Expert Witness Disclosures and Judicial Estoppel

Melissa H. Katz, Esquire
May 16th, 2016
By: Melissa H. Katz, Esquire

Recently, the Virginia Supreme Court reversed and remanded an assault and battery case in favor of the plaintiff and tried in the Circuit Court of Fairfax County. In Mikhaylov v. Sales, 2016 Va. LEXIS 53 (April 21, 2016), Michael E. Thorsen, Esquire represented the defendant Mikhaylov and battled several adverse court rulings. The first involved defendant’s inability to contest the assault and battery allegations. Because the defendant had pled guilty to an assault and battery charge in an earlier criminal case, the judge instructed the jury that “the defendant cannot deny that he assaulted and battered the plaintiff.” Mikhaylov objected to the instruction contending that it “in essence, grants summary judgment in favor of the plaintiff as to the assault and battery claim.” The Virginia Supreme Court reversed finding that the court had erred in applying “judicial estoppel” in the civil suit by plaintiff Sales against Mikhaylov based upon his prior guilty plea in the related criminal case. While the guilty plea was not inadmissible pursuant to Va. Code Section 8.01-418, it did not constitute a “preclusive bar” under the doctrine of judicial estoppel “unless the parties are the same.” Therefore, the court erred by precluding Mikhaylov from defending the assault and battery allegations. This case is important as it underscores that the mere fact that a defendant pleads guilty or nolo contendere in a related criminal charge does not bar that defendant from disputing liability in a civil case.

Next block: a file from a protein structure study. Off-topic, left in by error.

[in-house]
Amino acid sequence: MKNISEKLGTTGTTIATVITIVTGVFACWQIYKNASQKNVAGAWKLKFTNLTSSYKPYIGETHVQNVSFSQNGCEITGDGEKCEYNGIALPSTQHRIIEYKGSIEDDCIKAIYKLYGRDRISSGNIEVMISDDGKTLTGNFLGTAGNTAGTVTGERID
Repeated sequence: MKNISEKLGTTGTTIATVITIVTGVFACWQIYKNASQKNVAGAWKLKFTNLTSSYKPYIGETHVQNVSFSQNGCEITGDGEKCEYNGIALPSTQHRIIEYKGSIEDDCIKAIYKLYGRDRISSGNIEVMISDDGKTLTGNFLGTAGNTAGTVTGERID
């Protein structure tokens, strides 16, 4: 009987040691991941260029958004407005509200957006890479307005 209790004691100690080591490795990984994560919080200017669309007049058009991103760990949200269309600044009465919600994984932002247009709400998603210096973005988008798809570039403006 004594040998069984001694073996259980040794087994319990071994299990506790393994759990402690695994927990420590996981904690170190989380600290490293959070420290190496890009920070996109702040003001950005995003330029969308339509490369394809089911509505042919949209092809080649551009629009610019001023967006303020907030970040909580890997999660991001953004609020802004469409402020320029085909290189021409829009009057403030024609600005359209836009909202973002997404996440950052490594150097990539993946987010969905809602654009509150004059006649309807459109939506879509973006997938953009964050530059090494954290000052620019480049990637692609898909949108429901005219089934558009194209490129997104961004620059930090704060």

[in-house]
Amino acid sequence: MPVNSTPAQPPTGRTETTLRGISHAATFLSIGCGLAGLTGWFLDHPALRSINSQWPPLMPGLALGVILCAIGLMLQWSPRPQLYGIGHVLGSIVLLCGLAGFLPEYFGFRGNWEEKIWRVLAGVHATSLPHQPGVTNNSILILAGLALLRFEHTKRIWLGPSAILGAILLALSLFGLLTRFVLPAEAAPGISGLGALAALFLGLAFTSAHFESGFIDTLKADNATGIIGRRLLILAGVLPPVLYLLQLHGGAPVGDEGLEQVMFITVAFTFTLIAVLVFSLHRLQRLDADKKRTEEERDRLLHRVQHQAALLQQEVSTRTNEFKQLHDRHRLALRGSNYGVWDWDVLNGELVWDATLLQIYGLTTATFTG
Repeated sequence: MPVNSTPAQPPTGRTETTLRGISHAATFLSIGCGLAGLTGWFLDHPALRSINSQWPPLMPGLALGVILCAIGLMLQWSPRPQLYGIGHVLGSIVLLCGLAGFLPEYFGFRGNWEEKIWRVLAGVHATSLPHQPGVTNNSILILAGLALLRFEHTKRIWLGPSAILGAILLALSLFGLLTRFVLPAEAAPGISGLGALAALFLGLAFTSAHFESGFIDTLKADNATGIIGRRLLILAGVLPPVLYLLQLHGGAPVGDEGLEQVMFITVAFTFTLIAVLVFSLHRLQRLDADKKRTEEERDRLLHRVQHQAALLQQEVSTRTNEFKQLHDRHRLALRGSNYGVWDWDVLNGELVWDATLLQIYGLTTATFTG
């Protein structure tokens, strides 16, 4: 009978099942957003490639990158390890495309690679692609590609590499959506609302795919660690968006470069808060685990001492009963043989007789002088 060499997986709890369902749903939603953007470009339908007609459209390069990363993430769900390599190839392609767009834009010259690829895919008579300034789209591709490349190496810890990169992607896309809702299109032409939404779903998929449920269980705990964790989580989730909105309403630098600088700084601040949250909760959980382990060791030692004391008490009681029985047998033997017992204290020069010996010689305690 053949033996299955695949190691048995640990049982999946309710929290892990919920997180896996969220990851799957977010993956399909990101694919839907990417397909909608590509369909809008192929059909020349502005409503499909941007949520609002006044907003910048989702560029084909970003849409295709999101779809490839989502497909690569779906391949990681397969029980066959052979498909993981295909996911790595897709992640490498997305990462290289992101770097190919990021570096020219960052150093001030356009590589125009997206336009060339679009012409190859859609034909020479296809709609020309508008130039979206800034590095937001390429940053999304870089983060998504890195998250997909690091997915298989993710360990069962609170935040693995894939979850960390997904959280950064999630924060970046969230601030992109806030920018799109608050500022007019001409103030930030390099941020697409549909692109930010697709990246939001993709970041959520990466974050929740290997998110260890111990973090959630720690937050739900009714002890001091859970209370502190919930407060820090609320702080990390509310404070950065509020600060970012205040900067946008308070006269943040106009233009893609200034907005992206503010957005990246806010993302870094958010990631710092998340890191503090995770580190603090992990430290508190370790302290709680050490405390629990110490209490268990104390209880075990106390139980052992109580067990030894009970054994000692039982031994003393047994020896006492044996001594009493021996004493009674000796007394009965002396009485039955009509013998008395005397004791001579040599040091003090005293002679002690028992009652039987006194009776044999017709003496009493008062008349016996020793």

The second involved the court allowing, over Mikhaylov’s objections, Sale’s medical expert to give opinions not previously disclosed during discovery, to include plaintiff’s need for future surgery. The Virginia Supreme Court agreed that the trial court abused its discretion in permitting undisclosed expert opinions to be admitted into evidence and disagreed that Mikhaylov had to file a motion in limine to preclude plaintiff’s expert from testifying on matters not previously disclosed. Instead, the Court held that the plaintiff had the burden and obligation to disclose the opinions of her experts under Rule 4:1(b)(4)(A)(i), Rule 4:1(e), and the pretrial scheduling order. This case is important as it underscores that opinions not properly designated are inadmissible at trial.


This blog and the information provided has been prepared by Bancroft, McGavin, Horvath & Judkins, P.C. (“BMHJ”) for information purposes only and is not intended nor to be construed as legal advice. This blog may contain the opinions of the members and associates of this firm on various legal issues and is not legal advice. Read More